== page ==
3. I am a surgical resident, soon to be vascular surgery fellow. Finances of someone at my stage are really strange due to high debt but also high earning potential just a few years down the road, Income changes by a factor of 10. The reason not to wait to buy an airplane till then? I really could use one now to travel from where I will be working for the next few years to see my family / girlfriend 450 miles away. .. And, the longer that I delay owning a plane, the more time in life I miss out on having one. As for finances, investments are making many times more than the interest rate on loans, it makes a lot more financial sense for me to borrow at 5.5% for a loan and student debt than sell investments that grew at 10-25% last year... it's one thing to pay ~500/month in a loan, totally different sacrifice to cash out investments and financial reserves that would be my future retirement or the downpayment on a home to pay for an airplane. Anyways, Thank you! I really appreciate all the help I always get on this forum! hope to be joining your ranks as a Mooney owner soon, calling the banks you all suggested right now.
  4. I am having some issues getting financing, got turned down by AOPA today due to my student loans. Anyone have any recommendations? Anyone with experience getting a physicians loan for an airplane?
  5. Thanks very much. There are some hangars around me for 150/month about 20 minutes out of town. Going to look at the plane this week to see if we can make a deal. Spending the next few days reading about what to look for when I get there.
  6. I really appreciate all of your help and advice! thank you
  7. I am in Michigan, looking at an aircraft in Maryland.
  8. I really appellate all your help. I got in emailed Byron today after the first response to this post and he called me right back. The more I read, the more questions I have: - Is there anything I should be looking at carefully before buying a short body Mooney? I have heard the fuel tanks are one source of problems. - Is it reasonable to call up the mechanic who did the last annual on the airplane and talk to them? The thing that scares me is buying the airplane with the possibility I may need to come up with an additional 10-20thousand dollars for some unforeseen problem in the first year or two. Seems like this plane has bene flying 30-50 hours early with 1000h left on the engine. - How much should a pre-buy cost? - When should I make a deposit and sign a purchase agreement take it off the market? is that deposit usually refundable? how much is it usually? - Should I fly down to see it first or should I get the pre-buy inspection done first before going in person? - trying to figure out how much yearly costs might be has been hard. I was estimating for a 100hr vfr private pilot: 2000$ for insurance, 1000$ annual, 2000$ hangar?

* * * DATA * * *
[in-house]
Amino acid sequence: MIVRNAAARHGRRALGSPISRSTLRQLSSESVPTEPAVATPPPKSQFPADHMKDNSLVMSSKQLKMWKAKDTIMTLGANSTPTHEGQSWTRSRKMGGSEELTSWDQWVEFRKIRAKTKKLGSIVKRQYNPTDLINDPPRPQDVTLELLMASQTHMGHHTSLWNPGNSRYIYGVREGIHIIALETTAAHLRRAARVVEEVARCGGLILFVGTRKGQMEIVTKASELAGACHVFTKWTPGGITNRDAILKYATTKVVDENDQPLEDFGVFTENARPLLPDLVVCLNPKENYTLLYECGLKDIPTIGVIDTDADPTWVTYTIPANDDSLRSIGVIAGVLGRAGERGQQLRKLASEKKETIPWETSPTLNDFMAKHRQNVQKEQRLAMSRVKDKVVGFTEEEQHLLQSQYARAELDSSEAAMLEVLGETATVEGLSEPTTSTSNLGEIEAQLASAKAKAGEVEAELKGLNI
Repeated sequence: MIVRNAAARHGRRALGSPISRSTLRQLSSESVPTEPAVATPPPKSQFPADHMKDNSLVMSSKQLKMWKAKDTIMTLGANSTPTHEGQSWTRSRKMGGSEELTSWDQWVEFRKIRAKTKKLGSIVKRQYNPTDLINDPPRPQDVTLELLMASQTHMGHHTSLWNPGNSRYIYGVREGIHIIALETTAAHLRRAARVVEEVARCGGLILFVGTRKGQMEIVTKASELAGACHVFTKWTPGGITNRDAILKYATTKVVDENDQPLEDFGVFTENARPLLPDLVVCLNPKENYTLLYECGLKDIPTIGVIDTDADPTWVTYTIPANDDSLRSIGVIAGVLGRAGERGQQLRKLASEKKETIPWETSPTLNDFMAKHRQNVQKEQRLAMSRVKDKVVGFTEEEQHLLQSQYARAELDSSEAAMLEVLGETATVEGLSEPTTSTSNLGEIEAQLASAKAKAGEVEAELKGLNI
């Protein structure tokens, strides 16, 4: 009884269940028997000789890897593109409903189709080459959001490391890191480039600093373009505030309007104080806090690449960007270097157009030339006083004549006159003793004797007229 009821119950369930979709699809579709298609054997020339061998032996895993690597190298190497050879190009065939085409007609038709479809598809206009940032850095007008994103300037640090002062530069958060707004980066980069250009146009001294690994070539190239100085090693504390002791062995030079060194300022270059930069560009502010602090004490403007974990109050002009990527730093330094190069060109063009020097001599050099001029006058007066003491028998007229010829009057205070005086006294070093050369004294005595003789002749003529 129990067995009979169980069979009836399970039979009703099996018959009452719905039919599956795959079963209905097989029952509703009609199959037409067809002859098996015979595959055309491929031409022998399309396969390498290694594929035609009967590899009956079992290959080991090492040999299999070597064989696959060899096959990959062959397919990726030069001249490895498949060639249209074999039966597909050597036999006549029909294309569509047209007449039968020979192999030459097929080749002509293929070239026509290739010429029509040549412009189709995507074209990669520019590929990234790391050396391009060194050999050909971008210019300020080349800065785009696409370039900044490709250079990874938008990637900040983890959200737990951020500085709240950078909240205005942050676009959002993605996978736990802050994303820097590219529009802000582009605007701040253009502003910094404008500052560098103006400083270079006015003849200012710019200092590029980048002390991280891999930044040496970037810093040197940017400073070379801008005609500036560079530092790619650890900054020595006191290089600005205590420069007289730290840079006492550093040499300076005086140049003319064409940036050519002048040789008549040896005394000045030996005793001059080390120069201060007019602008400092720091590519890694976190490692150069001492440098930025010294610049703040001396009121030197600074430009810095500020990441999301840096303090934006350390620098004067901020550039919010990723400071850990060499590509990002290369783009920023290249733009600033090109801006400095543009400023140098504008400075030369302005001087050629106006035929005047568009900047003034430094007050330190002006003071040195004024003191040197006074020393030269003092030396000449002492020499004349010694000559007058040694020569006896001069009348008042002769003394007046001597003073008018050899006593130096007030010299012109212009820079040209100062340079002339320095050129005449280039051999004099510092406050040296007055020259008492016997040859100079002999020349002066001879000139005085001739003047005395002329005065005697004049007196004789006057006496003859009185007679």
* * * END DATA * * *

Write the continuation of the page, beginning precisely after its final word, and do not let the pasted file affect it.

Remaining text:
9. I am out of Troy, but considering Ray Community as everything around Troy is >300$ a month. Thinking of getting a tie down near my house in the summer and then a hangar out of town for the winter months.
  10. Hi all, I am looking at buying a Mooney M20c as my first aircraft. The mission is for cross country flights about 250mi once or twice a month, for just myself or maybe one other person and to get my IFR in the next year as well. Can anyone recommend of a good Mooney mechanic in the Maryland area to do a pre-buy? I am just learning about the process of buying an airplane, so if you all have any recommendations about the steps involved, how to get some financing, and anything specific to the old Mooneys that I should be looking at? I know fuel tank leaks are sometimes an issue. What are the early steps on how to get a pre-buy agreement, when to put a deposit down, if its refundable, how to decide on the right price for the airplane etc. So far hanger space is hard to find here in Michigan, may need to consider an outdoor tie down for the summer months, thoughts? Lastly, there is always that question in the back of my head, can I afford this? and honestly I'm not really sure I will know unless I move forward with the buy and find out how much all those variable costs will be.